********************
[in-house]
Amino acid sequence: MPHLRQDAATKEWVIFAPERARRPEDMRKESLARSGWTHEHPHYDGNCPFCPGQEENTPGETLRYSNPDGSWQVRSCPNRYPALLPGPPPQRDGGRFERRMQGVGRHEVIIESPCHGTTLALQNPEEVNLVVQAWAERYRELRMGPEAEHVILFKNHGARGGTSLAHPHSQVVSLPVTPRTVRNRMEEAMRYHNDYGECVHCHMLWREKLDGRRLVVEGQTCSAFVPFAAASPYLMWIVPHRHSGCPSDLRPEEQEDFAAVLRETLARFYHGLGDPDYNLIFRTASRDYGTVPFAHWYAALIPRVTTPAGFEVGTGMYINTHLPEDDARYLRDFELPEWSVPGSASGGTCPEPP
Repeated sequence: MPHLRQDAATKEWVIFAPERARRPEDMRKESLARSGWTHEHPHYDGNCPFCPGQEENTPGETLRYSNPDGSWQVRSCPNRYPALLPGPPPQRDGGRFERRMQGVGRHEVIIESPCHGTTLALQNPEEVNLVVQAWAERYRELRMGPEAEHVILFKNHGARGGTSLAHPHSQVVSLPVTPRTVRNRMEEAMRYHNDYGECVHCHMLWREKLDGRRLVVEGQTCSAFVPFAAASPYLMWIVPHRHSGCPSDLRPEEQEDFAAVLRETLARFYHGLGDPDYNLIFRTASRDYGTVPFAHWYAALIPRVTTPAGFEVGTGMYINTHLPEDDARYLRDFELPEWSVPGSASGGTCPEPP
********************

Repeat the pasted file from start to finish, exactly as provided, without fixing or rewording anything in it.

[in-house]
Amino acid sequence: MPHLRQDAATKEWVIFAPERARRPEDMRKESLARSGWTHEHPHYDGNCPFCPGQEENTPGETLRYSNPDGSWQVRSCPNRYPALLPGPPPQRDGGRFERRMQGVGRHEVIIESPCHGTTLALQNPEEVNLVVQAWAERYRELRMGPEAEHVILFKNHGARGGTSLAHPHSQVVSLPVTPRTVRNRMEEAMRYHNDYGECVHCHMLWREKLDGRRLVVEGQTCSAFVPFAAASPYLMWIVPHRHSGCPSDLRPEEQEDFAAVLRETLARFYHGLGDPDYNLIFRTASRDYGTVPFAHWYAALIPRVTTPAGFEVGTGMYINTHLPEDDARYLRDFELPEWSVPGSASGGTCPEPP
Repeated sequence: MPHLRQDAATKEWVIFAPERARRPEDMRKESLARSGWTHEHPHYDGNCPFCPGQEENTPGETLRYSNPDGSWQVRSCPNRYPALLPGPPPQRDGGRFERRMQGVGRHEVIIESPCHGTTLALQNPEEVNLVVQAWAERYRELRMGPEAEHVILFKNHGARGGTSLAHPHSQVVSLPVTPRTVRNRMEEAMRYHNDYGECVHCHMLWREKLDGRRLVVEGQTCSAFVPFAAASPYLMWIVPHRHSGCPSDLRPEEQEDFAAVLRETLARFYHGLGDPDYNLIFRTASRDYGTVPFAHWYAALIPRVTTPAGFEVGTGMYINTHLPEDDARYLRDFELPEWSVPGSASGGTCPEPP